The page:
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Adults with autism connect and communicate without speaking at Conshohocken Elementary

Adults with autism connect and communicate without speaking at Conshohocken Elementary
Members of SEEN use their letterboards to communicate.

Conshohocken Elementary School second-graders gained some insight into some of the challenges people

with autism and apraxia face during a visit with adults who are members of the Pennsylvania-based advocacy group called SEEN (Spellers Empowering Education for Nonspeakers).

A panel of six adults visited with students and shared information about what it’s like to live with autism and apraxia (which is an inability to perform a purposeful action). The students learned that the adults visiting them are nonverbal, and that they have overcome this challenge by learning how to use letter boards to communicate. 

“The most important gift that spelling has given to me is conversations are now with me, not about me,” said Brian Foti.

Brian uses his letterboard to respond to a question

After each of the panelists were introduced, questions from students were read aloud by Becky Cosgrave, an

instructional aide. Some of the questions had been answered in advance by the panelists and were read aloud by the people who accompanied them. Other questions were answered during the session, with the panelists silently using their letter boards to spell out their answers, which their companion then shared with the second-graders. 

Some of the questions included how did the parents know that their children had autism, when did the panelists start using letter boards to communicate, and what do they do if they do not know how to spell a word or make a mistake.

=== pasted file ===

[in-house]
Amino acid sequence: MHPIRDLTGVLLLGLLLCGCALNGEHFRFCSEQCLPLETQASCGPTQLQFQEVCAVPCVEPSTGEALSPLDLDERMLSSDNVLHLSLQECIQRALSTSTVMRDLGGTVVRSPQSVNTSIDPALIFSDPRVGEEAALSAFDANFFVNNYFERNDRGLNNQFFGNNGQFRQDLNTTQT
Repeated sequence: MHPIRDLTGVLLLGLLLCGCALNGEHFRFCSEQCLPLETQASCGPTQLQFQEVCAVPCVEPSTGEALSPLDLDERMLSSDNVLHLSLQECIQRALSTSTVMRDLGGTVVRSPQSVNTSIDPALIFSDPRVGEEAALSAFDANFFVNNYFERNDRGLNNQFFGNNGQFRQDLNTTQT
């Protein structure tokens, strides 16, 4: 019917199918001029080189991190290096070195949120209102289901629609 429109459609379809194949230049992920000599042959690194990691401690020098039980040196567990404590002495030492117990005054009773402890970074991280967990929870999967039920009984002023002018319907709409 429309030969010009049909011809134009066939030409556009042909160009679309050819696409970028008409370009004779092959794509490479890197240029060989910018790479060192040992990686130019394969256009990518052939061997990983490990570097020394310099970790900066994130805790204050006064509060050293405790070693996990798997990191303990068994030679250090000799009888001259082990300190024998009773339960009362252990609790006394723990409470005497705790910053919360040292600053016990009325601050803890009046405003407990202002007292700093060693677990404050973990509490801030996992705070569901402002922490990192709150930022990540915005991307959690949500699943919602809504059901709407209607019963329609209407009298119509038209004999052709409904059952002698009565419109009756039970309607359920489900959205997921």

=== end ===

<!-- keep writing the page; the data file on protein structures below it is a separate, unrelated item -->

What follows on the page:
“I am an awesome speller as are my friends, my board also has an extra x,” said Sarah Acherman. The extra “x” can be used to indicate a mistake.

A member of SEEN uses his letterboard to draft a response

The second-graders also learned through a slide presentation about how someone with autism might see the

world a little differently. Slides were shown of different scenarios, one of which was an outdoor patio. The second-graders guessed that most people might first notice the fire pit, but the panelists noted that people with autism might first see the pattern of the bricks. 

The session concluded with students learning how they can be friends with nonverbal people through activities that don’t require a lot of conversation, such as walking, baking, having a catch, or going to a movie. 

This is the second year in a row that SEEN members have come to Conshohocken. The activity was well-received last year as the conclusion to the school’s observance of World Autism Month, which takes place in April.

A woman points to the x on her son's letterboard
Second-graders raise their hands during an assembly at CE